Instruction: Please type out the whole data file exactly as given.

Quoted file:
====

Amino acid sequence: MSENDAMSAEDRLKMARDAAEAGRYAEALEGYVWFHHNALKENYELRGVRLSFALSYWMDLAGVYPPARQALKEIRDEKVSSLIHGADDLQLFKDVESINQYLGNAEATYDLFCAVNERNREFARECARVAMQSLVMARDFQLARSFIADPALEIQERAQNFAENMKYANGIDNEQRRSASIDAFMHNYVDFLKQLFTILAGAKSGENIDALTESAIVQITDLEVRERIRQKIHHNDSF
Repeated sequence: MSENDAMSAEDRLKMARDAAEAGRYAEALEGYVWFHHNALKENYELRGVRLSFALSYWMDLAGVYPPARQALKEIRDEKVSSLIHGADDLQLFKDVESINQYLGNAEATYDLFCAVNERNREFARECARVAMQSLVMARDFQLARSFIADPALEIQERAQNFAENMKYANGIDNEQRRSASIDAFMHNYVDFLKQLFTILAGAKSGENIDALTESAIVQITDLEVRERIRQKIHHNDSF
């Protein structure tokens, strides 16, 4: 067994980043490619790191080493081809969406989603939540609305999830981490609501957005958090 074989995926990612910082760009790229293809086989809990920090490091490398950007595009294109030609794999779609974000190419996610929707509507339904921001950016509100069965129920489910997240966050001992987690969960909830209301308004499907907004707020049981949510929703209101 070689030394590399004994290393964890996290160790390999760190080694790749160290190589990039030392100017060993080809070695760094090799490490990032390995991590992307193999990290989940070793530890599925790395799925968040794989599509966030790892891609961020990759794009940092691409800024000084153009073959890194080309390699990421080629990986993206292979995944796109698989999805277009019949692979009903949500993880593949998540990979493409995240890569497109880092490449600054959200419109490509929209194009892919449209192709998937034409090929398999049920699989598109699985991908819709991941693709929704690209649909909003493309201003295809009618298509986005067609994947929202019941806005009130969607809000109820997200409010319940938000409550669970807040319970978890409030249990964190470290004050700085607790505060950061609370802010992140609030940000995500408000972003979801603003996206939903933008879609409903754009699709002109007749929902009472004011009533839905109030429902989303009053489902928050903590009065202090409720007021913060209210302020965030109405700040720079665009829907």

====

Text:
Amino acid sequence: MSENDAMSAEDRLKMARDAAEAGRYAEALEGYVWFHHNALKENYELRGVRLSFALSYWMDLAGVYPPARQALKEIRDEKVSSLIHGADDLQLFKDVESINQYLGNAEATYDLFCAVNERNREFARECARVAMQSLVMARDFQLARSFIADPALEIQERAQNFAENMKYANGIDNEQRRSASIDAFMHNYVDFLKQLFTILAGAKSGENIDALTESAIVQITDLEVRERIRQKIHHNDSF
Repeated sequence: MSENDAMSAEDRLKMARDAAEAGRYAEALEGYVWFHHNALKENYELRGVRLSFALSYWMDLAGVYPPARQALKEIRDEKVSSLIHGADDLQLFKDVESINQYLGNAEATYDLFCAVNERNREFARECARVAMQSLVMARDFQLARSFIADPALEIQERAQNFAENMKYANGIDNEQRRSASIDAFMHNYVDFLKQLFTILAGAKSGENIDALTESAIVQITDLEVRERIRQKIHHNDSF
């Protein structure tokens, strides 16, 4: 067994980043490619790191080493081809969406989603939540609305999830981490609501957005958090 074989995926990612910082760009790229293809086989809990920090490091490398950007595009294109030609794999779609974000190419996610929707509507339904921001950016509100069965129920489910997240966050001992987690969960909830209301308004499907907004707020049981949510929703209101 070689030394590399004994290393964890996290160790390999760190080694790749160290190589990039030392100017060993080809070695760094090799490490990032390995991590992307193999990290989940070793530890599925790395799925968040794989599509966030790892891609961020990759794009940092691409800024000084153009073959890194080309390699990421080629990986993206292979995944796109698989999805277009019949692979009903949500993880593949998540990979493409995240890569497109880092490449600054959200419109490509929209194009892919449209192709998937034409090929398999049920699989598109699985991908819709991941693709929704690209649909909003493309201003295809009618298509986005067609994947929202019941806005009130969607809000109820997200409010319940938000409550669970807040319970978890409030249990964190470290004050700085607790505060950061609370802010992140609030940000995500408000972003979801603003996206939903933008879609409903754009699709002109007749929902009472004011009533839905109030429902989303009053489902928050903590009065202090409720007021913060209210302020965030109405700040720079665009829907």